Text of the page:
Every person was an artist when they were a child, Cameron says since every child approaches art with wonder and without fear. It isn’t until we are told we are “not good enough” to do our art that we stop being artists. Part of creative recovery and reconnecting with that child inside of you.
The artist’s dates are meant to be fun. They are meant to be whimsical. It’s as if you are a divorced parent, and you only get to see your artist child for one day every week — wouldn’t you want to spoil her and do something wonderful? It doesn’t have to cost a lot of money, but it has to be enjoyable.
For me, my affirmation practice falls somewhere between the morning pages and the artist’s dates. The morning pages hold all of my negativity. The artist’s dates show me what life might be like living in my zone of creative genius for short periods of time.
The affirmations are in-between — they are the every-day work.
How to choose an affirmation
There are a couple of tactics for choosing an affirmation that makes sense to me. The first is negating your negative thoughts or making your negative thoughts positive. It sounds much easier than it is.
If we go back to the belief that you are not a good enough writer to write and publish a book, an example of negating your negative thought might be creating the affirmation: “I am a fantastic writer and my writing is worthy of being shared with the world,” or “I will write a book and find a publisher.”
I find this affirmation strategy really challenging. In fact, I find it so challenging that I avoid doing it. To me, it feels like looking directly into the sun. It’s just too much and too direct. I can never get the affirmation to really stick and become my truth, and it makes me feel defeated.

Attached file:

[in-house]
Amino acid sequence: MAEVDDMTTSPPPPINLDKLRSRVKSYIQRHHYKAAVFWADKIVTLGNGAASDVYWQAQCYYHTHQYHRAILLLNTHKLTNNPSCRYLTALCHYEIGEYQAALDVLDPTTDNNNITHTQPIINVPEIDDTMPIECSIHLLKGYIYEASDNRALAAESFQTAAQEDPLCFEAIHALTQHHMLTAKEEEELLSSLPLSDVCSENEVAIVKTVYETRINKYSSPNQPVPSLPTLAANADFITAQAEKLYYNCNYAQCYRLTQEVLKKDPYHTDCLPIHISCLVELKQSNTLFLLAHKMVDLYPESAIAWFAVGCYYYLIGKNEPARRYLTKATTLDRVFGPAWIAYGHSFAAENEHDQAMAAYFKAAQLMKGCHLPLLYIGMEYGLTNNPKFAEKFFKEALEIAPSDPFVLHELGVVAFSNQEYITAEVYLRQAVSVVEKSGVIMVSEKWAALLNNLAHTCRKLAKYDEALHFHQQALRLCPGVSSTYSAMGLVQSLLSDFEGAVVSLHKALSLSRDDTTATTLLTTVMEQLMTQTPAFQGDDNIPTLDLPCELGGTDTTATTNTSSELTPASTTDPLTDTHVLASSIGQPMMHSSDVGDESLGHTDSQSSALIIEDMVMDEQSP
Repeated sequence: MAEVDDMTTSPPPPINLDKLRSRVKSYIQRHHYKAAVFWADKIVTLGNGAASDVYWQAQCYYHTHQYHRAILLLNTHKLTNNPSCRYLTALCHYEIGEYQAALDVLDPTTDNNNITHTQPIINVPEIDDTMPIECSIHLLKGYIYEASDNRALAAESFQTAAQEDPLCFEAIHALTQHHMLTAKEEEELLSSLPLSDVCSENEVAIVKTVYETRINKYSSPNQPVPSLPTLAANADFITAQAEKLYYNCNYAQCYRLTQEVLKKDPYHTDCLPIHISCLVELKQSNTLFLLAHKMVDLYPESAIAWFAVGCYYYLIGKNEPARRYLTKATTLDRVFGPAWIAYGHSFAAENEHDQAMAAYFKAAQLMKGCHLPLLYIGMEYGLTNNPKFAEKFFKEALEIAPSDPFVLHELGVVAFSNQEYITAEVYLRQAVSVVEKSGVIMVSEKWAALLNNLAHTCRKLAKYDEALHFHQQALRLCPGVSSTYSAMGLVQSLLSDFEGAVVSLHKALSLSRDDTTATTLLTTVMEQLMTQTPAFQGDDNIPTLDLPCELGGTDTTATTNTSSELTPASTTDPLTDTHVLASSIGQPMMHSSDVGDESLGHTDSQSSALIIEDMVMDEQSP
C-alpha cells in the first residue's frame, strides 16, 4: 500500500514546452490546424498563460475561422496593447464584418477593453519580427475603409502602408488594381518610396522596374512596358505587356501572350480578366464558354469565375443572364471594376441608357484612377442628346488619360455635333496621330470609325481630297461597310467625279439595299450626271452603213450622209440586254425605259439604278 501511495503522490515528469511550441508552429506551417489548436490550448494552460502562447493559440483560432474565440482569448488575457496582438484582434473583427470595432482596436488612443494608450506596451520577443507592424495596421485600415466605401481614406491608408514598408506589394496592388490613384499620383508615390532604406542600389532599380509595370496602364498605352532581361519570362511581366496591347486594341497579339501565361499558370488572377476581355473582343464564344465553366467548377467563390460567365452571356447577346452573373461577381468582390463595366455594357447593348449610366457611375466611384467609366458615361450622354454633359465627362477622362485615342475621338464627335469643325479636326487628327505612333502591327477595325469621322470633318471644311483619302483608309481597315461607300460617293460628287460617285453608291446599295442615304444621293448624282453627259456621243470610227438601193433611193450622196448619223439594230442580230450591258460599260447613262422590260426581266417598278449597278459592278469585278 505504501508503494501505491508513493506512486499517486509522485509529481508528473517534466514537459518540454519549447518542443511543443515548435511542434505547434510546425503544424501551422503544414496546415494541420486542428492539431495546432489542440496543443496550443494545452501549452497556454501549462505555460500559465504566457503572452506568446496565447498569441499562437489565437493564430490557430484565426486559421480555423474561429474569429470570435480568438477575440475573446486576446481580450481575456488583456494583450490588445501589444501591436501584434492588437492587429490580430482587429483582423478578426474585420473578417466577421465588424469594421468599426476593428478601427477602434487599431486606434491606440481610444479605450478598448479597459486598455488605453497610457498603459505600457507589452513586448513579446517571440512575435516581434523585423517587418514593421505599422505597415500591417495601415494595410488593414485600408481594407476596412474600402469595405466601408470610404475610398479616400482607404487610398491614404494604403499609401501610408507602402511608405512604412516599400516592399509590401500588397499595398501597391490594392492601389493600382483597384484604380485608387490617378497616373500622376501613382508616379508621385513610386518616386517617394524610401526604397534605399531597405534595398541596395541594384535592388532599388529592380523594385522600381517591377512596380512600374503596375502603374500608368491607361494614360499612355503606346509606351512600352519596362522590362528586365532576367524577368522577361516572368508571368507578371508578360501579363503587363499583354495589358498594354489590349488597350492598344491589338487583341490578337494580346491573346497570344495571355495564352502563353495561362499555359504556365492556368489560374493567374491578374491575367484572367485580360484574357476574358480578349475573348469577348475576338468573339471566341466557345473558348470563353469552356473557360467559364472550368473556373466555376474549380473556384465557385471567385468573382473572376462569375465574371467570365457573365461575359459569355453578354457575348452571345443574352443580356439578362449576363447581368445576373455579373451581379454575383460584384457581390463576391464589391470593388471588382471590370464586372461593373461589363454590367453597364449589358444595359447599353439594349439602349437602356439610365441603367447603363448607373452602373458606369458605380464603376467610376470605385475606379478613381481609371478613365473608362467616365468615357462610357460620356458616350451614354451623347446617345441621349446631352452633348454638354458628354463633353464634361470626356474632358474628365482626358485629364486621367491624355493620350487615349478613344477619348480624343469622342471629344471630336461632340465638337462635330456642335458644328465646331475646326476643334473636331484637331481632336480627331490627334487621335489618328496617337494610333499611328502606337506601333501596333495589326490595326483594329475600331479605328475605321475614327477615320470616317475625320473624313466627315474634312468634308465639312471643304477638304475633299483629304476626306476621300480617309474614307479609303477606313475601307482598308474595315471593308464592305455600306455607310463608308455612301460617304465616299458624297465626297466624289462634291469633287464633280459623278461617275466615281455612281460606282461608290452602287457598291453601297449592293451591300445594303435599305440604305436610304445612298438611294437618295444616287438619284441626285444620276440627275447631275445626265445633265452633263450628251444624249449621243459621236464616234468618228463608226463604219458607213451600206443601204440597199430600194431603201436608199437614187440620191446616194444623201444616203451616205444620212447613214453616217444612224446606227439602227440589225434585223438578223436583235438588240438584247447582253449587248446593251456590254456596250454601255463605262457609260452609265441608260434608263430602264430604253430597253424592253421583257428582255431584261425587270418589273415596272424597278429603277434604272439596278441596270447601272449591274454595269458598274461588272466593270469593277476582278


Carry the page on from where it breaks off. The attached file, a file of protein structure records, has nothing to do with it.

My preference for choosing an affirmation is a bit different. In The Artist’s Way, Julia Cameron lists 20 or so affirmations for blocked creatives. Some examples of these include:
- I am willing to create.
- I am allowed to nurture my artist.
- I am willing to experience my creative energy.
- Creativity is the creator’s will for me.
To choose my affirmation, I go to the page where all of Cameron’s suggested affirmations are, I close my eyes, and I chose the one that my finger lands upon.
Yes, this might seem silly. But, choosing my affirmations in this way has been extremely powerful and effective for me. I suspect it’s because of synchronicity.
Synchronicity is a concept that Cameron draws upon, but was originally construed by psychologist Carl Jung, a contemporary of Sigmund Freud. Cameron says that a loose definition of synchronicity is “a fortuitous intermeshing of event.” Synchronicity often feels like a fortunate coincidence — the universe lining up in your favor.
By choosing my affirmation by chance with my eyes closed, I believe I am allowing the opportunity for synchronicity into my life. I am giving over some control to the universe to guide me to the lesson I need to learn. It is exciting, and it hasn’t failed me yet.